• Ideally, the pump for your well should be inside your home or  in a separate pump house, rather than in a pit next to the  well.

Land activities around a dug well can also contaminate it. While dug wells have been used as a household water supply  source for many years, most are relics of older homes, dug before drilling  equipment was readily available, or when drilling was considered too expensive.  If you have a dug well on your property and are using it for drinking water,  check to make sure it is properly covered and sealed. Another problem relating  to the shallowness of a dug well is that it may go dry during a drought when the  ground water table drops.


Driven Wells


Like dug wells, driven wells pull water  from the water-saturated zone above the bedrock. Driven wells can be deeper than  dug wells. They are typically 30 to 50 feet deep and are usually located in  areas with thick sand and gravel deposits where the ground water table is within  15 feet of the ground’s surface. In the proper geologic setting, driven wells  can be easy and relatively inexpensive to install. Although deeper than dug  wells, driven wells are still relatively shallow and
have a moderate-to-high  risk of contamination from nearby land activities.

Driven Well Construction Features
  • Assembled lengths of 2- to 3-inch diameter metal  pipes are driven into the ground. A screened “well point” located at the end of  the pipe helps drive the pipe through the sand and gravel. The screen allows  water to enter the well and filters out sediment.
  • The pump for the well is in one of two places: on top of the  well, or in the house. An access pit is usually dug around the well down to the  frost line, and a water discharge pipe to the house is joined to the well pipe  with a fitting.
  • The well and pit are capped with the same kind of  large-diameter concrete tile used for a dug well. The access pit may be cased  with pre-cast concrete.

To minimize this risk, the well cover should be a  tight-fitting concrete curb and cap with no cracks, and should sit about a foot  above the ground. Slope the ground away from the well so that surface water will  not pond around the well. If there’s a pit above the well, either to hold the  pump or to access the fitting, you may also be able to pour a grout sealant  along the outside of the well pipe. Protecting the water quality requires that  you maintain proper well construction and monitor your activities around the  well. It is also important to follow the same land-use precautions around the  driven well as described under dug wells.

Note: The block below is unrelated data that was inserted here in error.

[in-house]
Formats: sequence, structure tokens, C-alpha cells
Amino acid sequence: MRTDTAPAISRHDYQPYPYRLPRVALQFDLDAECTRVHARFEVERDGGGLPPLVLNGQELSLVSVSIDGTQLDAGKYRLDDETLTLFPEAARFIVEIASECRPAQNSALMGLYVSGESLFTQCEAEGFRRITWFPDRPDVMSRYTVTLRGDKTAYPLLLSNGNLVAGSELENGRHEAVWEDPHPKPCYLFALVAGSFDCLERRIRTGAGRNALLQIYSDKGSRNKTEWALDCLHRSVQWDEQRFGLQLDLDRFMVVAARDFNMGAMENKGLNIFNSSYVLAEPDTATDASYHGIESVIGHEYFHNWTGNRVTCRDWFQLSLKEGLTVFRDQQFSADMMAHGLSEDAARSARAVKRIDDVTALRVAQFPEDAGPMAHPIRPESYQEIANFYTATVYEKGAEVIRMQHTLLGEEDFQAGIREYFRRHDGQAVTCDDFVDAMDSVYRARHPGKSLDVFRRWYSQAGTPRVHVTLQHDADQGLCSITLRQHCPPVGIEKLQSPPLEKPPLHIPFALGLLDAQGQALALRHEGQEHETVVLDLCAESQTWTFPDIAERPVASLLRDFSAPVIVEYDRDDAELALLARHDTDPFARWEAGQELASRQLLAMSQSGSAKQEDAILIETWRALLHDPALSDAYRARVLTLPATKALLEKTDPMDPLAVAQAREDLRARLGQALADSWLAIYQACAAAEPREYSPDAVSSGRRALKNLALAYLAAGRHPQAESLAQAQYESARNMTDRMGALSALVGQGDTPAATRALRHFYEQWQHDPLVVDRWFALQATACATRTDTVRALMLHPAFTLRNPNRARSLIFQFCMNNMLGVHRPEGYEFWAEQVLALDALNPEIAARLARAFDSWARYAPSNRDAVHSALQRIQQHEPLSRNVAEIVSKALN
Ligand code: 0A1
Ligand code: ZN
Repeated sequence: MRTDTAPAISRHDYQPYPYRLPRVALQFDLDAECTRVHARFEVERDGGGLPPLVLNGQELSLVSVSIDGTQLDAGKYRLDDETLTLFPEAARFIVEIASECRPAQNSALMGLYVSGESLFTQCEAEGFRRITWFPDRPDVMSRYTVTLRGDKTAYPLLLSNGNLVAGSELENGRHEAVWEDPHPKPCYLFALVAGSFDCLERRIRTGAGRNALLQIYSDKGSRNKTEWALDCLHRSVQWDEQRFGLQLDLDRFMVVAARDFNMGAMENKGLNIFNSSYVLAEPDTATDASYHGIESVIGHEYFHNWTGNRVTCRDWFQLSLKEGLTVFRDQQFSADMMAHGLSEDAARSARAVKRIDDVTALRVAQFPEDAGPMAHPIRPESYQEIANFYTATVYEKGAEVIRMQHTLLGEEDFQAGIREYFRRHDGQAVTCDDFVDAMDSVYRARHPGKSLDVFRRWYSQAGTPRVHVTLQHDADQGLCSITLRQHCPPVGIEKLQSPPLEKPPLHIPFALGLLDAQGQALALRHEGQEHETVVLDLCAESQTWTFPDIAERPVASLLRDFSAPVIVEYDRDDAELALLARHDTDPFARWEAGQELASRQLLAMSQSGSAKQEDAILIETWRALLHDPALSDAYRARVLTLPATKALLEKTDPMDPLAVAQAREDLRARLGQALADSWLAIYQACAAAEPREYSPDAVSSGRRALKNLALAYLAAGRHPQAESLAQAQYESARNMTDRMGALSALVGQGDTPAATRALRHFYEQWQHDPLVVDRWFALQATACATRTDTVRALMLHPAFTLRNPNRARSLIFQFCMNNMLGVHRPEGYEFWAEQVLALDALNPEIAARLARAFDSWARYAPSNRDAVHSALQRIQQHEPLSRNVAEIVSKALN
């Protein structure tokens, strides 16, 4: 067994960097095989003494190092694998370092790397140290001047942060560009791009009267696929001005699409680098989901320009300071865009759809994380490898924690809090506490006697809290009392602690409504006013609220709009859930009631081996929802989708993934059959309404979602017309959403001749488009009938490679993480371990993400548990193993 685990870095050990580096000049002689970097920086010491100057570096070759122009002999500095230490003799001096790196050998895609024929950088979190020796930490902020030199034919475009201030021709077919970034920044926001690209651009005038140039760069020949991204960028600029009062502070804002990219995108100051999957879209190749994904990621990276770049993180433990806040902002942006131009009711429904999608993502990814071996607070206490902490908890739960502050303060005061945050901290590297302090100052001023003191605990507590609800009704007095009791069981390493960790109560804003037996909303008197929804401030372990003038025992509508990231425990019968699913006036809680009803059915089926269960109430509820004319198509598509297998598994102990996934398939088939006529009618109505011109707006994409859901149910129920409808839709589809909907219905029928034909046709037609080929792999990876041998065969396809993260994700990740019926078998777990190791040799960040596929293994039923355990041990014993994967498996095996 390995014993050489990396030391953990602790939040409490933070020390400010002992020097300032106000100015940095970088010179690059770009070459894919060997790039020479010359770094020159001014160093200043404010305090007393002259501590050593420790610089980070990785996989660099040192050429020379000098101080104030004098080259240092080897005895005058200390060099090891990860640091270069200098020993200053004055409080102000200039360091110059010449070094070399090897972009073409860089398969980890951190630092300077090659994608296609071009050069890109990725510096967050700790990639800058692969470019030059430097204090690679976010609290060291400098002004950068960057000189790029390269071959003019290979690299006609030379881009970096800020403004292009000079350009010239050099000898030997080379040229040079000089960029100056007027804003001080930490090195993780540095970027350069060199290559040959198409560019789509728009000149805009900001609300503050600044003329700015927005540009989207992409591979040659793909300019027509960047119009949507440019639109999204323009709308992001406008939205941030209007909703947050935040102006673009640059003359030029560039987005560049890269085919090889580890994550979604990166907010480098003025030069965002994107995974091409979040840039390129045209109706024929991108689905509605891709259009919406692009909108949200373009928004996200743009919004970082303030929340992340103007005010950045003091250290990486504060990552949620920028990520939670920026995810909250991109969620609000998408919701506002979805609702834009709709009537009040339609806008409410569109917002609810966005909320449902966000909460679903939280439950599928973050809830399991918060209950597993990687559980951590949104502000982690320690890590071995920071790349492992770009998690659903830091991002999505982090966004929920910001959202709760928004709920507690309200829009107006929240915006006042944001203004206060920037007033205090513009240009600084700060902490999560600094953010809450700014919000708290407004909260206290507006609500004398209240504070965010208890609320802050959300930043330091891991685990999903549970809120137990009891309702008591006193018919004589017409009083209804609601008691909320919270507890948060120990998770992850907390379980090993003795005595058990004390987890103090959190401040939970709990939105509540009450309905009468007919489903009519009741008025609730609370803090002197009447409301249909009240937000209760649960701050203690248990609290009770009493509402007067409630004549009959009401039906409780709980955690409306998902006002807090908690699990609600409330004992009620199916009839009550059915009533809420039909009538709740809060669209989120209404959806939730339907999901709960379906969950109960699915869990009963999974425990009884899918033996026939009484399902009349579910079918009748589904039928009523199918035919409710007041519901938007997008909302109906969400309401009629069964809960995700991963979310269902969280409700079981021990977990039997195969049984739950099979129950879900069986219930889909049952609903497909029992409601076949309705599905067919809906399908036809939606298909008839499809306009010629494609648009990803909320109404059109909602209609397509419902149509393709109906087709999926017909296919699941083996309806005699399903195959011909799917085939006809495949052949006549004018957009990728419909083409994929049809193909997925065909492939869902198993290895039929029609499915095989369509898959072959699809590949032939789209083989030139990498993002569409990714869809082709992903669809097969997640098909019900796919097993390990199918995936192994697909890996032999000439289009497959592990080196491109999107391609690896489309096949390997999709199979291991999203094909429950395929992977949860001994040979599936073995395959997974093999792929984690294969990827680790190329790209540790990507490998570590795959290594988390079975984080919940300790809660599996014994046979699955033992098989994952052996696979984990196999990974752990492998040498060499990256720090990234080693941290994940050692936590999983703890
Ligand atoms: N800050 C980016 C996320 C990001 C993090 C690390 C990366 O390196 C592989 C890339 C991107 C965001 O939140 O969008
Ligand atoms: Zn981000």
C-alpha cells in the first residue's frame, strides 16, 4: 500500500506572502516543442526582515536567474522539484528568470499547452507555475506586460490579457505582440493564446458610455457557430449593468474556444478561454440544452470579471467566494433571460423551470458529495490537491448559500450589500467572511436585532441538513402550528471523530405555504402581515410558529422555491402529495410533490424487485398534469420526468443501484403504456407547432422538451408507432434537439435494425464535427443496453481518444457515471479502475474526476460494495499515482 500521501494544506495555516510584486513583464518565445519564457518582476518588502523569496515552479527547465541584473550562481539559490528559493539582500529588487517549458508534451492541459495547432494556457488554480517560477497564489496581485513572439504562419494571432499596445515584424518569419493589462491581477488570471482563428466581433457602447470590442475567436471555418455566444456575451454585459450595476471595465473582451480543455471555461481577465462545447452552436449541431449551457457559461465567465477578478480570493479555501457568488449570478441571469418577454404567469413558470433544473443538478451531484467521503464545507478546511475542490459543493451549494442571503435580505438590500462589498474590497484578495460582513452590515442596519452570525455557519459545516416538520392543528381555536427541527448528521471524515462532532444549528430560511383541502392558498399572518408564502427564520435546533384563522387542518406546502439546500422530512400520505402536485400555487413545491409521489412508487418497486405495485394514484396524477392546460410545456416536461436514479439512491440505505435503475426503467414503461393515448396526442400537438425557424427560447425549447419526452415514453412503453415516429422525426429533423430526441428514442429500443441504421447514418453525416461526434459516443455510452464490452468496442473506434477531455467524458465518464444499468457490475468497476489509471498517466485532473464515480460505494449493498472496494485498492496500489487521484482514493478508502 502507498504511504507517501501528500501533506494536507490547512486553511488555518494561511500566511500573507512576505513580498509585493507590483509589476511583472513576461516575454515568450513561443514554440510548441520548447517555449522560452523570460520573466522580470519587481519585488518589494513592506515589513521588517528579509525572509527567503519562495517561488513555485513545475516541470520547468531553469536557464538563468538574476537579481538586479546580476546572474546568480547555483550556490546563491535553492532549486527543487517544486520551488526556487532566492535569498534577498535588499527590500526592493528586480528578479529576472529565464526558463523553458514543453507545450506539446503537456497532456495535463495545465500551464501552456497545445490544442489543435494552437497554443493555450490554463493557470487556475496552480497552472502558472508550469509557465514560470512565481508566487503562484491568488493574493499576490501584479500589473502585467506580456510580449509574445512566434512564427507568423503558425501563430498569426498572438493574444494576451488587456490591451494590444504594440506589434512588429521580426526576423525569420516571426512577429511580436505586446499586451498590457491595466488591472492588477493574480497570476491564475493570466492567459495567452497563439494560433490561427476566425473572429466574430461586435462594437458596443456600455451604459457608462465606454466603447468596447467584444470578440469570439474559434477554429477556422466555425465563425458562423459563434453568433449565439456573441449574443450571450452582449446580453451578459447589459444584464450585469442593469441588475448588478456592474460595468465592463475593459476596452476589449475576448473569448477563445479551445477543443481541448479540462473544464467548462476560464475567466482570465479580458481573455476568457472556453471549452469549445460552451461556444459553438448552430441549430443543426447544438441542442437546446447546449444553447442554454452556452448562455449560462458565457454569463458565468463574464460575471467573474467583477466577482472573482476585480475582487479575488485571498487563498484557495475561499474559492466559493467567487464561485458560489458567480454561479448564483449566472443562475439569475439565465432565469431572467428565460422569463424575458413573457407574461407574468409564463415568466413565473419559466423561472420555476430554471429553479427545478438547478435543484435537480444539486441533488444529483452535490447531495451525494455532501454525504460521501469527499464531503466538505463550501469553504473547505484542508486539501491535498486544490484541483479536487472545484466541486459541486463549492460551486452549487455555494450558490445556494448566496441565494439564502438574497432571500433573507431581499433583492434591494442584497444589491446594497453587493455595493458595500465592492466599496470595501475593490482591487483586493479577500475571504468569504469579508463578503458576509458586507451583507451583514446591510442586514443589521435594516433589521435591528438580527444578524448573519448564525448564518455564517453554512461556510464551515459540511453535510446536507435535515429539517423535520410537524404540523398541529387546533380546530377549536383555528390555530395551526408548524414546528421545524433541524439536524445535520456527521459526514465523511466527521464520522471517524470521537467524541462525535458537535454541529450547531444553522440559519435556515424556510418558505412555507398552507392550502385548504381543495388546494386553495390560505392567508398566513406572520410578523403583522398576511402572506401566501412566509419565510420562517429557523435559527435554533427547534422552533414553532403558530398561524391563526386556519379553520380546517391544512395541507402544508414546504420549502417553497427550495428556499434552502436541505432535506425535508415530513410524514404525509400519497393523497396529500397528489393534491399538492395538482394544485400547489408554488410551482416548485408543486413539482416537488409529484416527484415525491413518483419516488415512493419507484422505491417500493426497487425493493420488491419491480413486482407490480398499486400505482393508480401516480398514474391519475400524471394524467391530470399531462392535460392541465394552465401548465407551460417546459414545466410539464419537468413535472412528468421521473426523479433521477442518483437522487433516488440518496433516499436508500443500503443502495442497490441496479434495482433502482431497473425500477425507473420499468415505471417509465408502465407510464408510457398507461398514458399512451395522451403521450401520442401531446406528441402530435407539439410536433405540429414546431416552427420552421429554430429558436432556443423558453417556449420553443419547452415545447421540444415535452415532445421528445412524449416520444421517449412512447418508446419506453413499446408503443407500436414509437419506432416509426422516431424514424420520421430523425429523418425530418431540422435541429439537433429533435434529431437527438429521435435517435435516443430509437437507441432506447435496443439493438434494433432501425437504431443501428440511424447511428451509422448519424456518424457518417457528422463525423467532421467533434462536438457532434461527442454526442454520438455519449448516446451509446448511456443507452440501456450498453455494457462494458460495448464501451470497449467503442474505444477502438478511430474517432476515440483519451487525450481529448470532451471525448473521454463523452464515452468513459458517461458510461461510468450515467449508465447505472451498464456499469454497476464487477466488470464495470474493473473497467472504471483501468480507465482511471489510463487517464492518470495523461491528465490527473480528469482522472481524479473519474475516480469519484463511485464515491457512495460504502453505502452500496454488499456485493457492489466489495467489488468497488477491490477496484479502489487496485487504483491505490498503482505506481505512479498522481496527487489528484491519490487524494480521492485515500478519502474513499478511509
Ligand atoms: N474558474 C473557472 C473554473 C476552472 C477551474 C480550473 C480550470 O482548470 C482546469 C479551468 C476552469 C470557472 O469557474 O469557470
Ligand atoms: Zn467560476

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Drilled  Wellswells_types_drilled


Drilled wells penetrate about 100 to 400 feet  into the bedrock. Where you find bedrock at the surface, it is commonly called  ledge. To serve as a water supply, a drilled well must intersect bedrock  fractures containing ground water.

Drilled Well Construction  Features

  • The casing is usually metal or plastic pipe, 6 inches in  diameter, that extends into the bedrock to prevent shallow ground water from  entering the well. By law, the casing has to extend at least 18 feet into the  ground, with at least 5 feet extending into the bedrock. The casing should  also extend a foot or two above the ground’s surface. A sealant, such as cement  grout or bentonite clay, should be poured along the outside of the casing to the  top of the well. The well should be capped to prevent surface water  from entering the well.Septic tanks are designed to  have a leach field around them, which is an area where wastewater flows out  of the tank. This wastewater can also move into the ground  wate
  • Submersible pumps, located near the bottom of the well, are  most commonly used in drilled wells. Wells with a shallow water table may  feature a jet pump located inside the home. Pumps require special wiring and  electrical service. Well pumps should be installed and serviced by a qualified  professional registered with your state.
  • Most modern drilled wells incorporate a pitless adapter  designed to provide a sanitary seal at the point where the discharge water line  leaves the well to enter your home. The device attaches directly to the casing  below the frost line, and provides a watertight sub-surface connection,  protecting the well from frost and contamination.